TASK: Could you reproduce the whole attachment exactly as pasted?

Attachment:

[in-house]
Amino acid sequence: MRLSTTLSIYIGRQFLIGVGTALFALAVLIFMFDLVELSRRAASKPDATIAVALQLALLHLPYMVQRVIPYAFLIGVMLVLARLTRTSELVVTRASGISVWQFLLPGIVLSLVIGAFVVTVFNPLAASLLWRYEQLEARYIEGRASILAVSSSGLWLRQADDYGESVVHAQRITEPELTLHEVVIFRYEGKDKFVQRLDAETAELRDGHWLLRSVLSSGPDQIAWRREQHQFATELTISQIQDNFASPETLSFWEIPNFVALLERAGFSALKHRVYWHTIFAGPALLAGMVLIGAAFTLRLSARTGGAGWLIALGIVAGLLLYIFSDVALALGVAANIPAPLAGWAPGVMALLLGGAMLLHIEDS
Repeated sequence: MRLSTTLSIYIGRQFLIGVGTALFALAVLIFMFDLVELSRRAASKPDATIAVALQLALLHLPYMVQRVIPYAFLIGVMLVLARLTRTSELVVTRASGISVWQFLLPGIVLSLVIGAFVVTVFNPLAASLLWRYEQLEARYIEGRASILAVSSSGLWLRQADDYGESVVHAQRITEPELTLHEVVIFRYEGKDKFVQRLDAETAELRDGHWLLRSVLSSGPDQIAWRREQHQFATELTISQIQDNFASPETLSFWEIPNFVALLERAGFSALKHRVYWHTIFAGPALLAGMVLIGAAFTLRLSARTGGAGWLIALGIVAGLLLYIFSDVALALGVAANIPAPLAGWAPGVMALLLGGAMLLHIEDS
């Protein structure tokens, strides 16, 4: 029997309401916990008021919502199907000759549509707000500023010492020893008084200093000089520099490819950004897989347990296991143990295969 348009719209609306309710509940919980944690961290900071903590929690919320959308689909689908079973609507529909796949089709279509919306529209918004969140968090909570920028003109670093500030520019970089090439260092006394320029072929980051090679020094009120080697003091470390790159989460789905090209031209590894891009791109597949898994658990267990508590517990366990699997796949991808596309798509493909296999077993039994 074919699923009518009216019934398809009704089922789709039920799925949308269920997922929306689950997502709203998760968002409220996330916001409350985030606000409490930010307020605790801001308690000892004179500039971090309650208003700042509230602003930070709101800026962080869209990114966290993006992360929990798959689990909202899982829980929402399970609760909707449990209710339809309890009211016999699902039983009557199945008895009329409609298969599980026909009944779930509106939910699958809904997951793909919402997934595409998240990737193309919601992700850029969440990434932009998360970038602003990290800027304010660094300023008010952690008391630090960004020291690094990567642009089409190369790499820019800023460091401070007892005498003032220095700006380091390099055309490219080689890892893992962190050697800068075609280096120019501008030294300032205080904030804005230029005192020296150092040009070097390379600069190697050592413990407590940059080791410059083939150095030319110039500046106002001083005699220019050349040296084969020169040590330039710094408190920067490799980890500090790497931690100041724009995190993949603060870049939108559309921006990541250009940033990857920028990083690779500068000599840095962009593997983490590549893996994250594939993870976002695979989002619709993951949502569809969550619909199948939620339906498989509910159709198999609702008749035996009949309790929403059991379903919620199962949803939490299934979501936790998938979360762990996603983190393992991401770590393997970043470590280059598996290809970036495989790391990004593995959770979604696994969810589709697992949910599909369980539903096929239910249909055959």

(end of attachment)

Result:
[in-house]
Amino acid sequence: MRLSTTLSIYIGRQFLIGVGTALFALAVLIFMFDLVELSRRAASKPDATIAVALQLALLHLPYMVQRVIPYAFLIGVMLVLARLTRTSELVVTRASGISVWQFLLPGIVLSLVIGAFVVTVFNPLAASLLWRYEQLEARYIEGRASILAVSSSGLWLRQADDYGESVVHAQRITEPELTLHEVVIFRYEGKDKFVQRLDAETAELRDGHWLLRSVLSSGPDQIAWRREQHQFATELTISQIQDNFASPETLSFWEIPNFVALLERAGFSALKHRVYWHTIFAGPALLAGMVLIGAAFTLRLSARTGGAGWLIALGIVAGLLLYIFSDVALALGVAANIPAPLAGWAPGVMALLLGGAMLLHIEDS
Repeated sequence: MRLSTTLSIYIGRQFLIGVGTALFALAVLIFMFDLVELSRRAASKPDATIAVALQLALLHLPYMVQRVIPYAFLIGVMLVLARLTRTSELVVTRASGISVWQFLLPGIVLSLVIGAFVVTVFNPLAASLLWRYEQLEARYIEGRASILAVSSSGLWLRQADDYGESVVHAQRITEPELTLHEVVIFRYEGKDKFVQRLDAETAELRDGHWLLRSVLSSGPDQIAWRREQHQFATELTISQIQDNFASPETLSFWEIPNFVALLERAGFSALKHRVYWHTIFAGPALLAGMVLIGAAFTLRLSARTGGAGWLIALGIVAGLLLYIFSDVALALGVAANIPAPLAGWAPGVMALLLGGAMLLHIEDS
């Protein structure tokens, strides 16, 4: 029997309401916990008021919502199907000759549509707000500023010492020893008084200093000089520099490819950004897989347990296991143990295969 348009719209609306309710509940919980944690961290900071903590929690919320959308689909689908079973609507529909796949089709279509919306529209918004969140968090909570920028003109670093500030520019970089090439260092006394320029072929980051090679020094009120080697003091470390790159989460789905090209031209590894891009791109597949898994658990267990508590517990366990699997796949991808596309798509493909296999077993039994 074919699923009518009216019934398809009704089922789709039920799925949308269920997922929306689950997502709203998760968002409220996330916001409350985030606000409490930010307020605790801001308690000892004179500039971090309650208003700042509230602003930070709101800026962080869209990114966290993006992360929990798959689990909202899982829980929402399970609760909707449990209710339809309890009211016999699902039983009557199945008895009329409609298969599980026909009944779930509106939910699958809904997951793909919402997934595409998240990737193309919601992700850029969440990434932009998360970038602003990290800027304010660094300023008010952690008391630090960004020291690094990567642009089409190369790499820019800023460091401070007892005498003032220095700006380091390099055309490219080689890892893992962190050697800068075609280096120019501008030294300032205080904030804005230029005192020296150092040009070097390379600069190697050592413990407590940059080791410059083939150095030319110039500046106002001083005699220019050349040296084969020169040590330039710094408190920067490799980890500090790497931690100041724009995190993949603060870049939108559309921006990541250009940033990857920028990083690779500068000599840095962009593997983490590549893996994250594939993870976002695979989002619709993951949502569809969550619909199948939620339906498989509910159709198999609702008749035996009949309790929403059991379903919620199962949803939490299934979501936790998938979360762990996603983190393992991401770590393997970043470590280059598996290809970036495989790391990004593995959770979604696994969810589709697992949910599909369980539903096929239910249909055959």